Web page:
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Oeselian Warrior Muhu, 1227

28.00 (23.14 without tax )

Sculpture: Paul Deheleanu
Painting: Fernando Ruiz
Material: Resin
Number of parts of the kit: 3
Scale: 1/16

In stock

SKU: PMA00007 Categories: , ,

WHY YOU SHOULD CONSIDER BUYING THIS BUST:

– The detailing level of this Paul Deheleanu’s sculpture is really nice, with lots of textures and details to work on.
– The characterful face of the bust underlines the complexity of this historical character
– It allows a lot of room for interpretation for painting.
– Our signature resin quality allows you to get the figure clean and ready in almost no time, so you may invest your precious free time in what really matters: painting and having fun.

The Baltic Crusades are not as well-known as their Holy Land counterparts, but equally important in the construction of Christendom in Europe.

The official starting point for the Northern Crusades was Pope Celestine III’s call in 1195, but the Catholic kingdoms of Scandinavia, Poland, and the Holy Roman Empire had begun moving to subjugate their pagan neighbors even earlier.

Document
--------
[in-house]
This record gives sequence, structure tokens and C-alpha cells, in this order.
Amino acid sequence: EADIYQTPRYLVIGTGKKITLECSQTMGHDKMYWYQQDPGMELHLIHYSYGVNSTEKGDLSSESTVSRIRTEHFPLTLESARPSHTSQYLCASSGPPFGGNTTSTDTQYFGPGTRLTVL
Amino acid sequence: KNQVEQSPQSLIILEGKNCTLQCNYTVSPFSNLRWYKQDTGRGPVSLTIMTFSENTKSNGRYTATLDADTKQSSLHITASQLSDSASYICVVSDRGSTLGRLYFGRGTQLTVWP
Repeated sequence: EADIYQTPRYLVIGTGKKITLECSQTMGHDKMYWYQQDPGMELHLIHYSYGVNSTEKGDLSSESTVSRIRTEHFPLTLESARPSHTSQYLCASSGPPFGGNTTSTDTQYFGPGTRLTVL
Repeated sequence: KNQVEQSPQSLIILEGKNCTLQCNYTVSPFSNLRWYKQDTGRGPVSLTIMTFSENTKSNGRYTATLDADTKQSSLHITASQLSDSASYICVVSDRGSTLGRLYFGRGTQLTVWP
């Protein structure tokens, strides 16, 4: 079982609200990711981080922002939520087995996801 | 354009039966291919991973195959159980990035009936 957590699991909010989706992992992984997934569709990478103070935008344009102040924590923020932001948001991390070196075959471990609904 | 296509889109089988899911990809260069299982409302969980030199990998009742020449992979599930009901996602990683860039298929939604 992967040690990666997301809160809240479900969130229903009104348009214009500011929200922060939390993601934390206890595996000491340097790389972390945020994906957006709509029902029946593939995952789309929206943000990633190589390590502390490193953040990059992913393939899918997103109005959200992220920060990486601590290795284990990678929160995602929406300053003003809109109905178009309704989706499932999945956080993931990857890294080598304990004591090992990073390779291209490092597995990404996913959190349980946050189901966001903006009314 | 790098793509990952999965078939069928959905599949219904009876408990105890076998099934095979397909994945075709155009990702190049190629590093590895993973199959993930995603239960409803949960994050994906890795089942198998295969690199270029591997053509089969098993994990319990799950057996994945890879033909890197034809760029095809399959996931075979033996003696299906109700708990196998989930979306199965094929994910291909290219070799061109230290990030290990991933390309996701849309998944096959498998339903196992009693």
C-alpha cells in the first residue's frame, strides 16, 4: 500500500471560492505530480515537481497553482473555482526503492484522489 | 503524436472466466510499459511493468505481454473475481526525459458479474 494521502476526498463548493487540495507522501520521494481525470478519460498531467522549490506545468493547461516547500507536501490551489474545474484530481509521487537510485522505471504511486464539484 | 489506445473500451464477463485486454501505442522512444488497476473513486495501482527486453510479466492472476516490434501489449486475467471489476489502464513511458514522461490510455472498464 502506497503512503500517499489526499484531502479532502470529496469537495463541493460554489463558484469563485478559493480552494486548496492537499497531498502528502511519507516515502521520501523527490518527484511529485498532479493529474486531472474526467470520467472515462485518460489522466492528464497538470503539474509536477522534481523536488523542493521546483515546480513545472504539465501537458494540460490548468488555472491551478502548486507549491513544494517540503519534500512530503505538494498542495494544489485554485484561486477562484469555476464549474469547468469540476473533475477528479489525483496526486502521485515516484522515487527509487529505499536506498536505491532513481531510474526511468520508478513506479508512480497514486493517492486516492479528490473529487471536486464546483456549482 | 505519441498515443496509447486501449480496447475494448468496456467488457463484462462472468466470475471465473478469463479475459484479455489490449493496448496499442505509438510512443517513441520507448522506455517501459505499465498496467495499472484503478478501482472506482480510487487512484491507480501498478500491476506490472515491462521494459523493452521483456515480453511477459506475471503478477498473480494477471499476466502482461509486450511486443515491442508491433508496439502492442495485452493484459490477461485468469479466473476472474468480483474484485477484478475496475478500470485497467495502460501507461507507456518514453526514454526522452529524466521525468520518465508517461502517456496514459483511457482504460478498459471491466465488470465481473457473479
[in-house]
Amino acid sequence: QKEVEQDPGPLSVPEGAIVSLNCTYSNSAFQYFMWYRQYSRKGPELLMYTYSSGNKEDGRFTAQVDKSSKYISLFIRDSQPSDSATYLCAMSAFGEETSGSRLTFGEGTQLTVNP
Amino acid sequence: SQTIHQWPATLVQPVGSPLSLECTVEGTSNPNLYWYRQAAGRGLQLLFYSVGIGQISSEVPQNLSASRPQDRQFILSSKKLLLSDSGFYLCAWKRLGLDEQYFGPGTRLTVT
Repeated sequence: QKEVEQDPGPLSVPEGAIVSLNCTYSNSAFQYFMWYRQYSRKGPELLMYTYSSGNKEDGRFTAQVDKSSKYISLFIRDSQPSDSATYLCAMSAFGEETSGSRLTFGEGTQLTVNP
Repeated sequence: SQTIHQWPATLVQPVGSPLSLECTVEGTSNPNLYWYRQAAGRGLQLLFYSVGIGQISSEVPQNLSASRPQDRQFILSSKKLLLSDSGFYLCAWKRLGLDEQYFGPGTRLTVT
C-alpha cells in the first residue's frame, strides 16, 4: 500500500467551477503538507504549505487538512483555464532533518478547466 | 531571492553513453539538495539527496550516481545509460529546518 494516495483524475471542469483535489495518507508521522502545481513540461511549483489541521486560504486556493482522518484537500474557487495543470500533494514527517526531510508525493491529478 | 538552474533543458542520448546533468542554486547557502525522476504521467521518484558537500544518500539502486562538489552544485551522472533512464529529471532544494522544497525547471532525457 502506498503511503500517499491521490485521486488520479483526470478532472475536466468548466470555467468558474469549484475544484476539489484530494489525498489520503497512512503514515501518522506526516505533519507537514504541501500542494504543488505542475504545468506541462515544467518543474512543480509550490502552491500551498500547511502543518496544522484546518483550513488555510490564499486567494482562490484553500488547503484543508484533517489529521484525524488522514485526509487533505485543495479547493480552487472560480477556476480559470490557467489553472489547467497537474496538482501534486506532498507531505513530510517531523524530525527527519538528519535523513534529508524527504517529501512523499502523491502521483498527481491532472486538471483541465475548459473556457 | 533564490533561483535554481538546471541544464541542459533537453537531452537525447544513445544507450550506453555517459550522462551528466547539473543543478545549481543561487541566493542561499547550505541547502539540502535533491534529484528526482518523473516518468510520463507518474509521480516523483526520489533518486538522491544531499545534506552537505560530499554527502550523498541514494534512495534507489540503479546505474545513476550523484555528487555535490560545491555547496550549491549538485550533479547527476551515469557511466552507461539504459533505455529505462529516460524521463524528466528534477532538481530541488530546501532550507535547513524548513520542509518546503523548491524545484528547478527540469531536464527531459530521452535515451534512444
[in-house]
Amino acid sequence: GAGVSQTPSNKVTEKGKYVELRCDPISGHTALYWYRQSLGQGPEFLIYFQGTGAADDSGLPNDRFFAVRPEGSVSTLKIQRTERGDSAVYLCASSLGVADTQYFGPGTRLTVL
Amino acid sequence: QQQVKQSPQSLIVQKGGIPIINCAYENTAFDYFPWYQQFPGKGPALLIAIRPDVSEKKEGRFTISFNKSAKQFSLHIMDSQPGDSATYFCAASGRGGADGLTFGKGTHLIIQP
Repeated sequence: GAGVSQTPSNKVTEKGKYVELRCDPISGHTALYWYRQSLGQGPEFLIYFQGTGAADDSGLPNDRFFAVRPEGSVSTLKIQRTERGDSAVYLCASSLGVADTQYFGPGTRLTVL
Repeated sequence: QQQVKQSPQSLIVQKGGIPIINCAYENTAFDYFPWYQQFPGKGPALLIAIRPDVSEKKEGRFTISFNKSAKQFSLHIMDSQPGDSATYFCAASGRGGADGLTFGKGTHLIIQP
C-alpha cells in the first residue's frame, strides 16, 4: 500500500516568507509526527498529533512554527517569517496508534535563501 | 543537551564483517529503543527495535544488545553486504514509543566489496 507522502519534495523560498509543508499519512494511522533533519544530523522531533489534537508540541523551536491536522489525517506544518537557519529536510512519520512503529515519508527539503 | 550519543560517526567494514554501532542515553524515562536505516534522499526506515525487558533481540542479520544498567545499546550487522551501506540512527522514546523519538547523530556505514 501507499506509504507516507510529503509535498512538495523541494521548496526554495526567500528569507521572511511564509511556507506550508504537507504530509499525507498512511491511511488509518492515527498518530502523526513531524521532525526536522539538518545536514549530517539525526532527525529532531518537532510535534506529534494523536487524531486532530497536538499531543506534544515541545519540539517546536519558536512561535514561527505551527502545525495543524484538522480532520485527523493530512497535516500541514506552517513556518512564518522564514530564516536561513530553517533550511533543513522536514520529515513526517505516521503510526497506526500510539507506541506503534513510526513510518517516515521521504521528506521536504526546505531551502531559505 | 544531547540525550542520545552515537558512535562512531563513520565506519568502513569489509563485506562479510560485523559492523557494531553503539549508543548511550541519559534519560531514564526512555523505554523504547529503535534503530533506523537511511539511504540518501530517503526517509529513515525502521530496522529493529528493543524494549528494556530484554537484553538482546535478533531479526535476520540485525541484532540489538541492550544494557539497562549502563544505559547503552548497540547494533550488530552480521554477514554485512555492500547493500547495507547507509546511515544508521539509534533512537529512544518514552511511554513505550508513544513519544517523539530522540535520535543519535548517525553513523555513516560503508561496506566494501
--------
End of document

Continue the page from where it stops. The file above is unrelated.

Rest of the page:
Some military orders participated in these crusades, the most famous one being the Teutonic Knights, but not the only one. The Livonian Brothers of the Sword were founded by Albert, Bishop of Riga, in 1202. The aim was to have a strong dedicated force to battle against the pagan tribes that lived in the area comprising modern-day’s Estonia, Latvia, and Lithuania.

One of the fiercest episodes of the Brothers of the Sword was the campaign for the island of Saaremaa, land of the Oeselians, an Estonian pagan tribe. They reunited a 20.000 strong force and conquered the main Oeselian fortresses, Muhu and Valjala. The pagans offered fierce resistance, but shortly after they had to convert to Christianism.

Nevertheless, the crusaders’ success was short-lived. After the disastrous defeat of the Livonian Order in the Battle of Saule, which led to its assimilation as a branch of the Teutonic Order, the Oeselian renounced their new religion and killed all the Germans in their lands.